TOKYO -- The yen's surge against the dollar is pinching Lexus as the brand tries to work out the price of its new GS sedan.
Toyota's premium brand also will have to consider sourcing more cars from North America if the yen stays at its current exchange rate around post-World War II highs.
Kazuo Ohara, deputy chief officer for the Lexus Group, says the brand is still seeking a good price for the U.S. version of the GS and aims to decide by December.
The sticker on the base 2011 GS 350 sedan is $47,775 including shipping.
The yen's profit-eating strength undercuts the margins on Japan-made vehicles priced in dollars. But boosting prices to soften the foreign exchange blow cedes ground to rivals.
"We have to keep the price within a certain band," Ohara said.
The redesigned 2013 GS sedan goes on sale next spring. U.S. sales of the current generation model peaked at 33,457 units in 2006 and tapered off to 7,059 last year. Lexus is counting on a competitive redesign to lure customers from the BMW 5 series, Mercedes E class and Audi A6.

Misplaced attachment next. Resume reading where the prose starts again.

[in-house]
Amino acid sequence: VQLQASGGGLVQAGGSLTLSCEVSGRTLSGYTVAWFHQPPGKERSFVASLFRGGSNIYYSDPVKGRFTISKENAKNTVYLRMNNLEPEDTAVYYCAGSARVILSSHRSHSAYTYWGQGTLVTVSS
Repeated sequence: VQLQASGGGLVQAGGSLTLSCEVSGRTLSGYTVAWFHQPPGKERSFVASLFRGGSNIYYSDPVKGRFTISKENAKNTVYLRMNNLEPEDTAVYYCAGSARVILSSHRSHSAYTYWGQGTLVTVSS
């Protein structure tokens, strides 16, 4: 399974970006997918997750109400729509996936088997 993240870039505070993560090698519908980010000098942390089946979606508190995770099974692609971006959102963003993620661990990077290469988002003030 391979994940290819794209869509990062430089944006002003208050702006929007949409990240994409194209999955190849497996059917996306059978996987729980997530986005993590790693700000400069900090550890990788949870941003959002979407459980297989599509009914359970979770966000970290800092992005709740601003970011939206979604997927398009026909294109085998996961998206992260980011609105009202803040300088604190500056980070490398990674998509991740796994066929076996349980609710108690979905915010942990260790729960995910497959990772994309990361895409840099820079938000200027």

Ohara said Lexus will have to think about sourcing more Lexus models locally, including possibly shifting production of a new model to the United States, if the yen stays at its current level around 76 yen to the dollar. A year ago, it was 81 yen; a year earlier: 91 yen.
One possible candidate for future U.S. production is the ES sedan, Ohara said. That is because it shares many components with the Toyota Camry sedan made in Kentucky and Indiana.
The brand also may try to pump up the ratio of RX crossovers that are sourced locally. Currently, the RX is the only Lexus model made in North America, in Cambridge, Ontario.
But about 20 percent of the RXs sold in the United States are still imported from Japan. Ohara said the company may try to reduce the number of imports and lift local output.